You brought bright young Foreign Ministry workers to Israel to learn about the complex Mideast firsthand. These trips were not inexpensive. How did you justify such expense, or investment, to the ministry? Did you have to fight for this budget?
Actually, I only had such a program for Israel – I didn’t bring them to other countries. Of course, we send young Foreign Service recruits to visit other countries, mainly in Southeast Asia, as part of their basic training. But Israel was unique in that the officers I brought were those with roughly two to three years’ experience with one slightly more experienced officer at deputy-director level. I thought that our most promising officers should see a country whose geopolitical situation was roughly similar to ours, albeit much, much more extreme. I wanted them to understand that if Israel could cope and thrive under such extreme conditions, we could deal with the less extreme situation we are in.
Fatalism is fatal for small states, and that is the lesson I wanted them to learn. Although I never told them the purpose of the Israel trip, they all got the message.
Prime Minister Netanyahu, according to my inside sources, detests the Foreign Ministry, and purposely delayed appointing a full-time minister for a full four-year term because he thinks MFA workers are a bunch of leftists, and because he loves the glory of, say, personally declaring on-site new diplomatic relations with such superpowers as Chad. How does Singapore deal with possible conflicts between the views of, say, the minister, or prime minister, and ministry diplomats posted abroad? Can Singapore’s MFA dissent and remain viable? Have you yourself seriously dissented? Did you win, or lose?
Of course, we can dissent and argue. How on earth do you think I survived and even got promoted? This does not mean we should shout our dissent from the rooftops. We should argue the case internally, and once a decision is made, it is our responsibility to carry it out irrespective of whether or not we agree with it. That discipline is necessary. But we must speak out if we don’t agree because a Foreign Ministry of yes-men is a serious liability to any country.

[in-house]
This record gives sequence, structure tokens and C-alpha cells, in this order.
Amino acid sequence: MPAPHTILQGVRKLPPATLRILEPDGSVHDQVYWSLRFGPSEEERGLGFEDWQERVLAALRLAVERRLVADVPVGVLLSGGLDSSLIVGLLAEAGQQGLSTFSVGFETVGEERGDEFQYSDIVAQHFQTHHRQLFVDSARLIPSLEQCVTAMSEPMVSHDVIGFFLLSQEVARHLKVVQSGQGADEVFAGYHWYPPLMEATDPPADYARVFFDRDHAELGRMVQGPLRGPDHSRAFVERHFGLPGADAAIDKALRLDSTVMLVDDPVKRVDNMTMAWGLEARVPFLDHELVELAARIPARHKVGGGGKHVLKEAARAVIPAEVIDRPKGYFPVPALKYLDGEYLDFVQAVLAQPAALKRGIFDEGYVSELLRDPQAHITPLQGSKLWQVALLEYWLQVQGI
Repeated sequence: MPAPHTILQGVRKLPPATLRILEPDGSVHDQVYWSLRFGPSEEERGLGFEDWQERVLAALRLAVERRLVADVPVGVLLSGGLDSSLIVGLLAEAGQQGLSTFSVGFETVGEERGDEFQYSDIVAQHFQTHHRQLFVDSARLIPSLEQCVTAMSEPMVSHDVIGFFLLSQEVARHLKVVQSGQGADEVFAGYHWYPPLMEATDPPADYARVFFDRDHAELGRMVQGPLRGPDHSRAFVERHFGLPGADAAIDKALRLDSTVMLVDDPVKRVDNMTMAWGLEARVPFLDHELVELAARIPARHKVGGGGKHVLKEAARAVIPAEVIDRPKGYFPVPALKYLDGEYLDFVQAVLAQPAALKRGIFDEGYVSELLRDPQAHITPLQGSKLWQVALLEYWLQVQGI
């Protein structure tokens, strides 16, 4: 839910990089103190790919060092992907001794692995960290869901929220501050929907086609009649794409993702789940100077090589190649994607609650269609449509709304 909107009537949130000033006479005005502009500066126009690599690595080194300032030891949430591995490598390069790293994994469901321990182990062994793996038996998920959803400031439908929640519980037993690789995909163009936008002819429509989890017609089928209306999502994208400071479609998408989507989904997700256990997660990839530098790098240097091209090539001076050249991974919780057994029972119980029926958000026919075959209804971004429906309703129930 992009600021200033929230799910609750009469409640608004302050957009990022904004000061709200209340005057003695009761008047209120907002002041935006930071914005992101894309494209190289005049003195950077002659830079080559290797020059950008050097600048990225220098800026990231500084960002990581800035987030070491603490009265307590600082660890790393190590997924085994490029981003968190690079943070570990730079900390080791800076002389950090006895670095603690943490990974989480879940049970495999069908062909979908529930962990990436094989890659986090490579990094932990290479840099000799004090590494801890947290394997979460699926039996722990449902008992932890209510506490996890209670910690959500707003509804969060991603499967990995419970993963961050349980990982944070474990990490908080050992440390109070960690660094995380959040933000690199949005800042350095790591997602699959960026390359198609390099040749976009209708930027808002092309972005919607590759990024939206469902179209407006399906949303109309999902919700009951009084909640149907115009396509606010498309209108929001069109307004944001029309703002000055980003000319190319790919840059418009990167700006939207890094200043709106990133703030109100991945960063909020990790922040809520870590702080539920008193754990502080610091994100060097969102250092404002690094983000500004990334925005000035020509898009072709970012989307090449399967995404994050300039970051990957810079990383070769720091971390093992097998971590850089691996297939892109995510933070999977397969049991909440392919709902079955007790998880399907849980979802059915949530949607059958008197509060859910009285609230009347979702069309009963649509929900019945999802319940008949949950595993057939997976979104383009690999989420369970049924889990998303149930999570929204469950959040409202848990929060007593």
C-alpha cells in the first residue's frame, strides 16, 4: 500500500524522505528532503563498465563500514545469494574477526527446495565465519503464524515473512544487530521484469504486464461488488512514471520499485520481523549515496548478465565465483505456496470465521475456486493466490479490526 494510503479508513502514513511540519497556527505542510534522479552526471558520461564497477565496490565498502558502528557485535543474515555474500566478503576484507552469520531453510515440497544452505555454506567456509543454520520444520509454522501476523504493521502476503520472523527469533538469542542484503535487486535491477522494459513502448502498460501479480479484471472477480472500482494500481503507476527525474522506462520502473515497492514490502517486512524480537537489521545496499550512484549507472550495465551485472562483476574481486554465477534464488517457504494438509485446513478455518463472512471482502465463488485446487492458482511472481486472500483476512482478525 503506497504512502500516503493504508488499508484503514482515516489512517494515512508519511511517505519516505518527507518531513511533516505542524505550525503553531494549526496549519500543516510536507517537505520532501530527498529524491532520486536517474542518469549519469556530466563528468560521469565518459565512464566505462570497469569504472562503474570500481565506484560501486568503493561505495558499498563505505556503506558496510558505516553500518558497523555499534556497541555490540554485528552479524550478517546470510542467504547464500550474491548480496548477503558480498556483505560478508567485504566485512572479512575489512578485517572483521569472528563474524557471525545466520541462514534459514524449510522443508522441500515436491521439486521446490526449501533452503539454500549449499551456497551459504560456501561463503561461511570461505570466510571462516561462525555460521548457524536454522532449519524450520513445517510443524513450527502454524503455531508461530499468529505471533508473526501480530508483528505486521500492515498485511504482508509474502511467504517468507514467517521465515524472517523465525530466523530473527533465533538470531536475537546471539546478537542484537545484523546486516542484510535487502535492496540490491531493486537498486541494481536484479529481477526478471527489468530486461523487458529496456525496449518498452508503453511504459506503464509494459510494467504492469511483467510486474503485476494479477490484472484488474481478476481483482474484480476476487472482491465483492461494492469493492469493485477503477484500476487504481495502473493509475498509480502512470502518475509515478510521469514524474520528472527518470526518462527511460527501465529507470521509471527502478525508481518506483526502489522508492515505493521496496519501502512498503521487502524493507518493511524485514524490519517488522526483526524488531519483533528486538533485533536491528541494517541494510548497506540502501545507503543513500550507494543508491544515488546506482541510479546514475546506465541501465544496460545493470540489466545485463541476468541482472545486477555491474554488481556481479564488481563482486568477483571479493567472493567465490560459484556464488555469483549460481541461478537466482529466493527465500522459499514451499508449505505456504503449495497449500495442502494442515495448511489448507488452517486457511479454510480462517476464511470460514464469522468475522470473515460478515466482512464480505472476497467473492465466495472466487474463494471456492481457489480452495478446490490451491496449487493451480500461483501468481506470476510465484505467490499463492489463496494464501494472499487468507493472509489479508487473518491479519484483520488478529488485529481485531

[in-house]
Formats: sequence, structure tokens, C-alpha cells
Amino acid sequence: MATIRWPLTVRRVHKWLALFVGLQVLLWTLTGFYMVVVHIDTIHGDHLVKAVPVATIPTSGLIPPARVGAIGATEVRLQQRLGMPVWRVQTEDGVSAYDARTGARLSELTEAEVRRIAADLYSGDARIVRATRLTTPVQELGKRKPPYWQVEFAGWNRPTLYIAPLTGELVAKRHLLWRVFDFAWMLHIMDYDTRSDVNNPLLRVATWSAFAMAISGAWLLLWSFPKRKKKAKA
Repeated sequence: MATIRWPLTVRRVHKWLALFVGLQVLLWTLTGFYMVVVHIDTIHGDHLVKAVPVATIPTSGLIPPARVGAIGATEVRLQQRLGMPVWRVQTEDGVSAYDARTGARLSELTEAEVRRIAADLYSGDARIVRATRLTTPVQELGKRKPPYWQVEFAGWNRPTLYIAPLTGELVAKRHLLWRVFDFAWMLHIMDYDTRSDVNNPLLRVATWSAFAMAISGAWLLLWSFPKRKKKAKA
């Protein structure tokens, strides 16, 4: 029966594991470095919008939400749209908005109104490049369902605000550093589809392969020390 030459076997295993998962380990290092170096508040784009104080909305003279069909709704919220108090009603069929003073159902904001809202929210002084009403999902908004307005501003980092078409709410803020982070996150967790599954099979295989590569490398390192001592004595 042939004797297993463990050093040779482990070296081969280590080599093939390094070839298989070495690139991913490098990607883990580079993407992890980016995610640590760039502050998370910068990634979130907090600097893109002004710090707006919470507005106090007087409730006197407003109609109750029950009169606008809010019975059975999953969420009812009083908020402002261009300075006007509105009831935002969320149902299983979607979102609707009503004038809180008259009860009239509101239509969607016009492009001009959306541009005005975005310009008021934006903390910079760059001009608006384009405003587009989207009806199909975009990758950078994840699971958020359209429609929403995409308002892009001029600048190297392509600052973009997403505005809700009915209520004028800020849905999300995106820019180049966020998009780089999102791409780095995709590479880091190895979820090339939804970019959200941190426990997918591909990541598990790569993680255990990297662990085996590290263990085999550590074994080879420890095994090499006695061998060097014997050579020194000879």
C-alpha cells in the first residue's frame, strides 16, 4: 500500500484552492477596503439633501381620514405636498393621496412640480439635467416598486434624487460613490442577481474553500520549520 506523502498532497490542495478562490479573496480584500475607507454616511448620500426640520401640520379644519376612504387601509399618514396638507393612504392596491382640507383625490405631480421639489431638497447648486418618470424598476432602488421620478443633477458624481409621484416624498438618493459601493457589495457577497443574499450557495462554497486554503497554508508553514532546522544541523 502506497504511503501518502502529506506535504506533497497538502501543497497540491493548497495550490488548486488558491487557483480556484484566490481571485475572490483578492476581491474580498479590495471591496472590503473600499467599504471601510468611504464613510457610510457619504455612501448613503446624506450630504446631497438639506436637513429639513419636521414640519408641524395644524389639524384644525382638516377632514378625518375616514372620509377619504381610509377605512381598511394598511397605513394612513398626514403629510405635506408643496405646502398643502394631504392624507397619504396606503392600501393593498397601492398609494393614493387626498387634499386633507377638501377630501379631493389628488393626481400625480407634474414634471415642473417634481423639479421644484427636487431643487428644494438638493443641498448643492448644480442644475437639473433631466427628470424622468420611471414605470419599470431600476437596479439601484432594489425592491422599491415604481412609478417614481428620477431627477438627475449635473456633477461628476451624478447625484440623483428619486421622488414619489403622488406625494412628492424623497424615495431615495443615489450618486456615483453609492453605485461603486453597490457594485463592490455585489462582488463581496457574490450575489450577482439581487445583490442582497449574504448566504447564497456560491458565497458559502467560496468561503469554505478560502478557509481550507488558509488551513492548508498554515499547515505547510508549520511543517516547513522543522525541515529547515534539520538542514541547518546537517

Nearly six years ago, when I interviewed you at length, I asked about US-China rivalry and US newfound isolationism. This was pre-Trump. You noted the ‘global leadership deficit.’ Today, post-Trump, have your views changed? Much of what you predicted has come true. Looking into your crystal ball, what lies ahead in global politics?
I think what I called the leadership deficit will continue. It is not a question of individuals but a structural issue of how politics has evolved in an age where institutions and procedures that evolved in the 19th century collide with 21st century information and communications technologies. Social media gives us historically unprecedented access to a wealth of information. We can’t do without it. Unfortunately, it does not discriminate on the quality of information, and creates echo chambers that are loosening the broad sense of national purpose and solidarity on which all our political institutions are based.
Politics is becoming polarized everywhere, in different degrees. Governance is becoming more difficult everywhere, including in Leninist systems like China. I don’t know what the solution is because solutions in the end depend on the political institutions that are being degraded. I don’t think companies like Facebook or Google can regulate themselves because their ultimate purpose is profit, not the common good, although they sanctimoniously pretend otherwise. Geopolitically this leadership deficit is creating greater than usual complexity and uncertainty everywhere.
The “Deal of the Century” Trump peace plan for resolving the Israeli-Palestinian conflict was unveiled in a surreal conference, at which $50 billion (none of it exists yet) was waved at Palestinians (who did not attend) and Israelis (who sent only journalists). If real diplomats, from all sides, sat down together (instead of a wet-behind-the-ears son-in-law with zero knowledge or experience in diplomacy), and if you too were at the table, how would you lead Palestinian-Israeli discussions toward a possible settlement? When such a deal would be undoubtedly win-win for all sides, why are we stuck seemingly permanently in lose-lose?